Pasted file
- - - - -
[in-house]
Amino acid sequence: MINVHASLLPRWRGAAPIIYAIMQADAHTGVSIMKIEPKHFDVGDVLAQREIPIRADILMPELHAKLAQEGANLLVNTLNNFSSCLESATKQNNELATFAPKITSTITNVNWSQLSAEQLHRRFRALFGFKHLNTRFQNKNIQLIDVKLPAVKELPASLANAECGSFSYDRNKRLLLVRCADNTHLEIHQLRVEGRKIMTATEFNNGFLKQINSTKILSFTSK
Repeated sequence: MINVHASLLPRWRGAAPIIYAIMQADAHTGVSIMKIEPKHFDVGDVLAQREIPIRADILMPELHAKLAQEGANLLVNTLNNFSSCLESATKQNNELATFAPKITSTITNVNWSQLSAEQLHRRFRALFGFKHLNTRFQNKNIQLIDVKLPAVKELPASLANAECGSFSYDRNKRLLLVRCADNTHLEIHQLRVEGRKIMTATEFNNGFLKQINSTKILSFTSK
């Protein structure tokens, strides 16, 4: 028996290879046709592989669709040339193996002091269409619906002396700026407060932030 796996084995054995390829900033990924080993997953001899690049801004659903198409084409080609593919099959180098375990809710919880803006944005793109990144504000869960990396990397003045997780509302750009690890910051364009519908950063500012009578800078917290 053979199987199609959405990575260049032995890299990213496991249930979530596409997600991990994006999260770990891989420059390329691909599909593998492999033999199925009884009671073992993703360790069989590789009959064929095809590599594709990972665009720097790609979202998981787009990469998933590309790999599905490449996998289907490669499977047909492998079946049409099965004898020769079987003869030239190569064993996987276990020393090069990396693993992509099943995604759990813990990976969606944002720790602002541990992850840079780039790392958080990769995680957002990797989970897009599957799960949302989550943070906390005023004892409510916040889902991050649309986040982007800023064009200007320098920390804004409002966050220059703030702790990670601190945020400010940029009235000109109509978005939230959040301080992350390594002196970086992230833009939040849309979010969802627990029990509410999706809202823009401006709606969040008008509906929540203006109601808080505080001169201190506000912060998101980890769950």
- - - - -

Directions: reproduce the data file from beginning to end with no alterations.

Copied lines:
[in-house]
Amino acid sequence: MINVHASLLPRWRGAAPIIYAIMQADAHTGVSIMKIEPKHFDVGDVLAQREIPIRADILMPELHAKLAQEGANLLVNTLNNFSSCLESATKQNNELATFAPKITSTITNVNWSQLSAEQLHRRFRALFGFKHLNTRFQNKNIQLIDVKLPAVKELPASLANAECGSFSYDRNKRLLLVRCADNTHLEIHQLRVEGRKIMTATEFNNGFLKQINSTKILSFTSK
Repeated sequence: MINVHASLLPRWRGAAPIIYAIMQADAHTGVSIMKIEPKHFDVGDVLAQREIPIRADILMPELHAKLAQEGANLLVNTLNNFSSCLESATKQNNELATFAPKITSTITNVNWSQLSAEQLHRRFRALFGFKHLNTRFQNKNIQLIDVKLPAVKELPASLANAECGSFSYDRNKRLLLVRCADNTHLEIHQLRVEGRKIMTATEFNNGFLKQINSTKILSFTSK
């Protein structure tokens, strides 16, 4: 028996290879046709592989669709040339193996002091269409619906002396700026407060932030 796996084995054995390829900033990924080993997953001899690049801004659903198409084409080609593919099959180098375990809710919880803006944005793109990144504000869960990396990397003045997780509302750009690890910051364009519908950063500012009578800078917290 053979199987199609959405990575260049032995890299990213496991249930979530596409997600991990994006999260770990891989420059390329691909599909593998492999033999199925009884009671073992993703360790069989590789009959064929095809590599594709990972665009720097790609979202998981787009990469998933590309790999599905490449996998289907490669499977047909492998079946049409099965004898020769079987003869030239190569064993996987276990020393090069990396693993992509099943995604759990813990990976969606944002720790602002541990992850840079780039790392958080990769995680957002990797989970897009599957799960949302989550943070906390005023004892409510916040889902991050649309986040982007800023064009200007320098920390804004409002966050220059703030702790990670601190945020400010940029009235000109109509978005939230959040301080992350390594002196970086992230833009939040849309979010969802627990029990509410999706809202823009401006709606969040008008509906929540203006109601808080505080001169201190506000912060998101980890769950």